As this is International Women’s Month, I thought I’d share more about the treasure trove of women writers I found while researching The Factory Girl and the Fey (historical fantasy, October 2021). I’ve already written about Ellen Johnston and other Scottish poets whose work I uncovered, but this time I thought I’d share about Fanny Trollope.
I found Fanny’s books when looking for work that accurately depicted life in the mills in the 19th century. Fanny wrote Michael Armstrong: Factory Boy, a searing account that may have resulted in child labor reforms that came after its release.
Fanny was a popular writer in her day, though her sons’ fame eclipsed hers over time. She didn’t start writing seriously until age 50, when family debts required she produce as many books as possible in a short time.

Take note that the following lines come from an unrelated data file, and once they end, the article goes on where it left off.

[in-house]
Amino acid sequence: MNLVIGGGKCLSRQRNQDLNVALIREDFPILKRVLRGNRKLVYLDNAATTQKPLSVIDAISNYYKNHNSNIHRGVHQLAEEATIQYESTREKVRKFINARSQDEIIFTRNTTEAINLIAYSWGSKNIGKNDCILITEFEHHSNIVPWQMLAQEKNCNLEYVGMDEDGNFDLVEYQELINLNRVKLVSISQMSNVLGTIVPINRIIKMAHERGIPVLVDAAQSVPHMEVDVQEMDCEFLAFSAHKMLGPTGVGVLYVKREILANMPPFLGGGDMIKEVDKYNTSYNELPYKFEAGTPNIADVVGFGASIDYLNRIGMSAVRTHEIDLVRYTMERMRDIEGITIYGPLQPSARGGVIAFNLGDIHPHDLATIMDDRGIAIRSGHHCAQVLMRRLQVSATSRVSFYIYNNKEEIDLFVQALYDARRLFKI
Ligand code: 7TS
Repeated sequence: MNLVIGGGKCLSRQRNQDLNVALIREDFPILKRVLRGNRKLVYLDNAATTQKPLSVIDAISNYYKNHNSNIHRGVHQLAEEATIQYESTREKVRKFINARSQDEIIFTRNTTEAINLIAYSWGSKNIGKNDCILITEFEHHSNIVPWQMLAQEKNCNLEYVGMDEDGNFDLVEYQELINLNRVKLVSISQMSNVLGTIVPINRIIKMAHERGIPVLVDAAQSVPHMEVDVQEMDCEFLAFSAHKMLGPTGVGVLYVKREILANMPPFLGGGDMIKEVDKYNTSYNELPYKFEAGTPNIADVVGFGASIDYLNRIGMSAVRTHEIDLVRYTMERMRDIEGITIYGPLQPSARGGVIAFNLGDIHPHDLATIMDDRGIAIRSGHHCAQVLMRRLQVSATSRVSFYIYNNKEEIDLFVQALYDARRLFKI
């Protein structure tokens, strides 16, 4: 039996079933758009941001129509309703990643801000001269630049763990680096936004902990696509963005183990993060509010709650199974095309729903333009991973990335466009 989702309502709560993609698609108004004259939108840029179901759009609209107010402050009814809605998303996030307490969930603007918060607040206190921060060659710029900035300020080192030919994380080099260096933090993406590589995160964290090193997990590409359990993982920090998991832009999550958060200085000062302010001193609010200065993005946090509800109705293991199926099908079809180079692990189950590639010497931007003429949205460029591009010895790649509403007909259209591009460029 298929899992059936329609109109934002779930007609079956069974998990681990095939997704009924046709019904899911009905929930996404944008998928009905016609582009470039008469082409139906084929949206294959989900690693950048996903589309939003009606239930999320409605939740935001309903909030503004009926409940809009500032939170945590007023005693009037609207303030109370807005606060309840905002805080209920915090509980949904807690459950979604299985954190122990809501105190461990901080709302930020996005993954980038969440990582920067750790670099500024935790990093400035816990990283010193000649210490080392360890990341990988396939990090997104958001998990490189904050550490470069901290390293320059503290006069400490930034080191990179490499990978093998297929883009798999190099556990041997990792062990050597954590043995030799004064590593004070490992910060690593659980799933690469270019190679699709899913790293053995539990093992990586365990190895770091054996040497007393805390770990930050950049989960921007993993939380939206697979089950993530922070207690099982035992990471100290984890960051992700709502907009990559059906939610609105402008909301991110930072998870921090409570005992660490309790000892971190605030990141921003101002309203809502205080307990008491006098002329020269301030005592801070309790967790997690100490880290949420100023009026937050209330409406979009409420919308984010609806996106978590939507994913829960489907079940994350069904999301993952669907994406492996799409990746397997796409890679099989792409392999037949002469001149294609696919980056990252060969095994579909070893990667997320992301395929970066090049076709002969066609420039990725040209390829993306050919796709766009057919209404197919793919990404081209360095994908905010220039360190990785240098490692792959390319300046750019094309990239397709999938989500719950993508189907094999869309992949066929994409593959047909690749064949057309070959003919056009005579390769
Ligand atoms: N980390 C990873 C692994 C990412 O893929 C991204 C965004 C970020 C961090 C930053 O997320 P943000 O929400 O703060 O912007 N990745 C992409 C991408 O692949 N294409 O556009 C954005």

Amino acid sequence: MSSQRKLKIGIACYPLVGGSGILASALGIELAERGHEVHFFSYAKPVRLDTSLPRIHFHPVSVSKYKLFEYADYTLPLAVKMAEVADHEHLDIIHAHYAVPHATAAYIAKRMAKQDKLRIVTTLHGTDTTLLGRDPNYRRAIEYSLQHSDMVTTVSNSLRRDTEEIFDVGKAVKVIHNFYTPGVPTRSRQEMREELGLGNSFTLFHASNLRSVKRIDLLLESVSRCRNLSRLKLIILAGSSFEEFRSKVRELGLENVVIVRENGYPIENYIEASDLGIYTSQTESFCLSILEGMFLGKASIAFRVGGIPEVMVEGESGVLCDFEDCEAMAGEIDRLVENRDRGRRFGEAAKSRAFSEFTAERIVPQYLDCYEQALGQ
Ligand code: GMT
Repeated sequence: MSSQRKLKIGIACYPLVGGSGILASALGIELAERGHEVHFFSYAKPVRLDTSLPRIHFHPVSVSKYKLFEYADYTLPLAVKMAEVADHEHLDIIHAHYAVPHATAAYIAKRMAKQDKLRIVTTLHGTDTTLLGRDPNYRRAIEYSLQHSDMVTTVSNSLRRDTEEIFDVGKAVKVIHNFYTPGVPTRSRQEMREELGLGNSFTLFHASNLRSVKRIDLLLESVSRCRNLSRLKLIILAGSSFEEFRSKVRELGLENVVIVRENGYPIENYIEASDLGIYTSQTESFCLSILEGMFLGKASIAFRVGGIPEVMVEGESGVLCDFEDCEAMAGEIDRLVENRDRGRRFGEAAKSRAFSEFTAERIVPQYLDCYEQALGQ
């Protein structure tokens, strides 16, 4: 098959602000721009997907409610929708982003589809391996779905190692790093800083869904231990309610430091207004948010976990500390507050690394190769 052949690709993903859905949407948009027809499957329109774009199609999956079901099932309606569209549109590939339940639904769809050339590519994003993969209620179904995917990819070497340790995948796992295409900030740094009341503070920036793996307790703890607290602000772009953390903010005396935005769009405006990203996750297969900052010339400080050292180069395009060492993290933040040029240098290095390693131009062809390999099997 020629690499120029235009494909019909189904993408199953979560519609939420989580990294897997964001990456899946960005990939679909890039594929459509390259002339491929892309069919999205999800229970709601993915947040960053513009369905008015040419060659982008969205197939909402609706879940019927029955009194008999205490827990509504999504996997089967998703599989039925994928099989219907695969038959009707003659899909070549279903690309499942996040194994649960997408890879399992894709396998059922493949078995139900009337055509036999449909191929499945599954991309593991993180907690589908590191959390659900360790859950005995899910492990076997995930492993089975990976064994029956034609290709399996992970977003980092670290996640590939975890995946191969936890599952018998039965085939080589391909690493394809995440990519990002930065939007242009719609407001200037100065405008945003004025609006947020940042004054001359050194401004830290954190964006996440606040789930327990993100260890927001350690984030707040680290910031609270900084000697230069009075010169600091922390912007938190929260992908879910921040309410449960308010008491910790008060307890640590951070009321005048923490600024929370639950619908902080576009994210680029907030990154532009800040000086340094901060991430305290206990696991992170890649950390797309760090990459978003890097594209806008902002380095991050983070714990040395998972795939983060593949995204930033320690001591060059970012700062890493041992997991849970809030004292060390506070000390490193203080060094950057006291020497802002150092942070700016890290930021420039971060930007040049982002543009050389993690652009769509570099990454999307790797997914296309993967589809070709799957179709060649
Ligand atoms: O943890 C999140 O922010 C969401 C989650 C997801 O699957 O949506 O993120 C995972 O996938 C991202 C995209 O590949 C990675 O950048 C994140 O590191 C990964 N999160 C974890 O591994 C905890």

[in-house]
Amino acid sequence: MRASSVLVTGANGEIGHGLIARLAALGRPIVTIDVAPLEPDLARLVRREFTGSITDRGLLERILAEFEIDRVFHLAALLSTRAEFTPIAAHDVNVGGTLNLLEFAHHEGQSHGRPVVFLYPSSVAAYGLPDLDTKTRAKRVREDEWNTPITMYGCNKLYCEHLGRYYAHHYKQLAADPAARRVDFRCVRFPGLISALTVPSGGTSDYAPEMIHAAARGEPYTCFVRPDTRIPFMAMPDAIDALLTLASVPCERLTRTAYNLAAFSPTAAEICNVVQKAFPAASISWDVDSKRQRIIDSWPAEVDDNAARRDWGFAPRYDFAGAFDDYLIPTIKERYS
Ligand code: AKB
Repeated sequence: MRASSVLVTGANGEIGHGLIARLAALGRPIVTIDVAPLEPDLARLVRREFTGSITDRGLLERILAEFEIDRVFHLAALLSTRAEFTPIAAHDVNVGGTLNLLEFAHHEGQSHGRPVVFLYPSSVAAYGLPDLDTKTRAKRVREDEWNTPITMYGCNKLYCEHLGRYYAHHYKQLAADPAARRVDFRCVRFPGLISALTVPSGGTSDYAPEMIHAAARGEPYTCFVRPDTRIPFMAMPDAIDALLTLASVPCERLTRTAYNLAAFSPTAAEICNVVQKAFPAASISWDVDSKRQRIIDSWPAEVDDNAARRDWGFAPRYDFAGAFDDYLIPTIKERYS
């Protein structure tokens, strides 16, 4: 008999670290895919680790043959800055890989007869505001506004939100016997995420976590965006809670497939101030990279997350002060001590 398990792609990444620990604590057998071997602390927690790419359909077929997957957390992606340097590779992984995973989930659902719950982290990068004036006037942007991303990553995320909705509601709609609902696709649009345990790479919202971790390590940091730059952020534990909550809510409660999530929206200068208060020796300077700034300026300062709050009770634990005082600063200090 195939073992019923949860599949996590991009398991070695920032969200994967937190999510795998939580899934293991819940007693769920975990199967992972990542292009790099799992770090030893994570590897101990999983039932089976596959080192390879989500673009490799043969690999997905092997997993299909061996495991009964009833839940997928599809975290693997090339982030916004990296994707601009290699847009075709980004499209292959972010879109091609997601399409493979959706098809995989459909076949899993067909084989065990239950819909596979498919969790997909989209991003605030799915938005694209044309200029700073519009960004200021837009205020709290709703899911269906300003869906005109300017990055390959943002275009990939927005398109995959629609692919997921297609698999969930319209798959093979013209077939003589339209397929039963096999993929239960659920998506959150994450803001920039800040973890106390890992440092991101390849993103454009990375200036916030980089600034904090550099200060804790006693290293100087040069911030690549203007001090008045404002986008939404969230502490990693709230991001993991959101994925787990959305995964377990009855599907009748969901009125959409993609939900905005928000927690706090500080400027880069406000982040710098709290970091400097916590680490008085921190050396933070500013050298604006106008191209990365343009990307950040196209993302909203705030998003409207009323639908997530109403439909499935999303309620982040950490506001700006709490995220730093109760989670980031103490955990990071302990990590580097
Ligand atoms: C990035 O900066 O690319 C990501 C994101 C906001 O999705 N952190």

Despite her late start, she wrote 40 books along with countless articles and poems, some of them controversial. Fanny didn’t shy away from social commentary. In addition to Michael Armstrong, it has been suggested that Uncle Tom’s Cabin was influenced by Trollope’s Jonathan Jefferson Whitlaw, an anti-slavery novel released in 1836. She also took on the Church of England and the corruption she saw.
The knock on Fanny’s writing was that it was often rushed, but this was largely due to her need for money. Also, though gregarious and welcomed into salons to discuss her work and ideas, those around her feared showing up in one of her books–and this happened rather often!
A friend and colleague of Dickens, Browning, Barrett, and more, Fanny Trollope is one of the forgotten writers of the era. Her courage, work ethic, strength, and skill deserve to be admired and remembered.
More on Michael Armstrong: Factory Boy: https://www.bl.uk/collection-items/the-life-and-adventures-of-michael-armstrong-the-factory-boy#